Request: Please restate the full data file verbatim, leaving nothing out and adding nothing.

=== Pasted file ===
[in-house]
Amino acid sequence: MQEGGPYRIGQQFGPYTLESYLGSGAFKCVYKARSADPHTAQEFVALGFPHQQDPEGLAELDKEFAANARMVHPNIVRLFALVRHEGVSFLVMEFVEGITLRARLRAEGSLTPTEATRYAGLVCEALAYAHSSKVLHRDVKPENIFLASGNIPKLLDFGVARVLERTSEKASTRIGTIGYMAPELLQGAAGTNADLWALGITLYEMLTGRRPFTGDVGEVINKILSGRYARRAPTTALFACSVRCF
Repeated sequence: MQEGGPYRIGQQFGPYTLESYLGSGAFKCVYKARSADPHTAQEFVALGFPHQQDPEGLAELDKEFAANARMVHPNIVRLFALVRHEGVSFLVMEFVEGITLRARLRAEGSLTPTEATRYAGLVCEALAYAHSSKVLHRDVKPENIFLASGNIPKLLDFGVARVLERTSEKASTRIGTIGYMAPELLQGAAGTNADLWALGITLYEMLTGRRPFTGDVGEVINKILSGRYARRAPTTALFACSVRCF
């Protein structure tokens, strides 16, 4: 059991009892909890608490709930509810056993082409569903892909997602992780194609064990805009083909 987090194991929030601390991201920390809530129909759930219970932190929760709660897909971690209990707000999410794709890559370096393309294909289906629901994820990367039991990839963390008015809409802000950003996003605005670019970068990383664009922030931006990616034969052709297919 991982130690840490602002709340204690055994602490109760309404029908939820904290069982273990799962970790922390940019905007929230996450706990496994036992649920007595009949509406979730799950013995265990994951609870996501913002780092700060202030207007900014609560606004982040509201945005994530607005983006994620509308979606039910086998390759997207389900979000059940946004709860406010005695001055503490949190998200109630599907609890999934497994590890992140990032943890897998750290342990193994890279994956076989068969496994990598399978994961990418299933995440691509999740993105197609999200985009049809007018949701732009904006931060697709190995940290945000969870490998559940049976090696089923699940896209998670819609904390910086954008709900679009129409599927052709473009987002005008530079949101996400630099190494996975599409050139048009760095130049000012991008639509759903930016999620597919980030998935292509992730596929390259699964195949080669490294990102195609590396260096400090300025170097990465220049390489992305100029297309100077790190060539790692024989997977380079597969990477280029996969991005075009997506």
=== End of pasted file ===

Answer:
[in-house]
Amino acid sequence: MQEGGPYRIGQQFGPYTLESYLGSGAFKCVYKARSADPHTAQEFVALGFPHQQDPEGLAELDKEFAANARMVHPNIVRLFALVRHEGVSFLVMEFVEGITLRARLRAEGSLTPTEATRYAGLVCEALAYAHSSKVLHRDVKPENIFLASGNIPKLLDFGVARVLERTSEKASTRIGTIGYMAPELLQGAAGTNADLWALGITLYEMLTGRRPFTGDVGEVINKILSGRYARRAPTTALFACSVRCF
Repeated sequence: MQEGGPYRIGQQFGPYTLESYLGSGAFKCVYKARSADPHTAQEFVALGFPHQQDPEGLAELDKEFAANARMVHPNIVRLFALVRHEGVSFLVMEFVEGITLRARLRAEGSLTPTEATRYAGLVCEALAYAHSSKVLHRDVKPENIFLASGNIPKLLDFGVARVLERTSEKASTRIGTIGYMAPELLQGAAGTNADLWALGITLYEMLTGRRPFTGDVGEVINKILSGRYARRAPTTALFACSVRCF
């Protein structure tokens, strides 16, 4: 059991009892909890608490709930509810056993082409569903892909997602992780194609064990805009083909 987090194991929030601390991201920390809530129909759930219970932190929760709660897909971690209990707000999410794709890559370096393309294909289906629901994820990367039991990839963390008015809409802000950003996003605005670019970068990383664009922030931006990616034969052709297919 991982130690840490602002709340204690055994602490109760309404029908939820904290069982273990799962970790922390940019905007929230996450706990496994036992649920007595009949509406979730799950013995265990994951609870996501913002780092700060202030207007900014609560606004982040509201945005994530607005983006994620509308979606039910086998390759997207389900979000059940946004709860406010005695001055503490949190998200109630599907609890999934497994590890992140990032943890897998750290342990193994890279994956076989068969496994990598399978994961990418299933995440691509999740993105197609999200985009049809007018949701732009904006931060697709190995940290945000969870490998559940049976090696089923699940896209998670819609904390910086954008709900679009129409599927052709473009987002005008530079949101996400630099190494996975599409050139048009760095130049000012991008639509759903930016999620597919980030998935292509992730596929390259699964195949080669490294990102195609590396260096400090300025170097990465220049390489992305100029297309100077790190060539790692024989997977380079597969990477280029996969991005075009997506």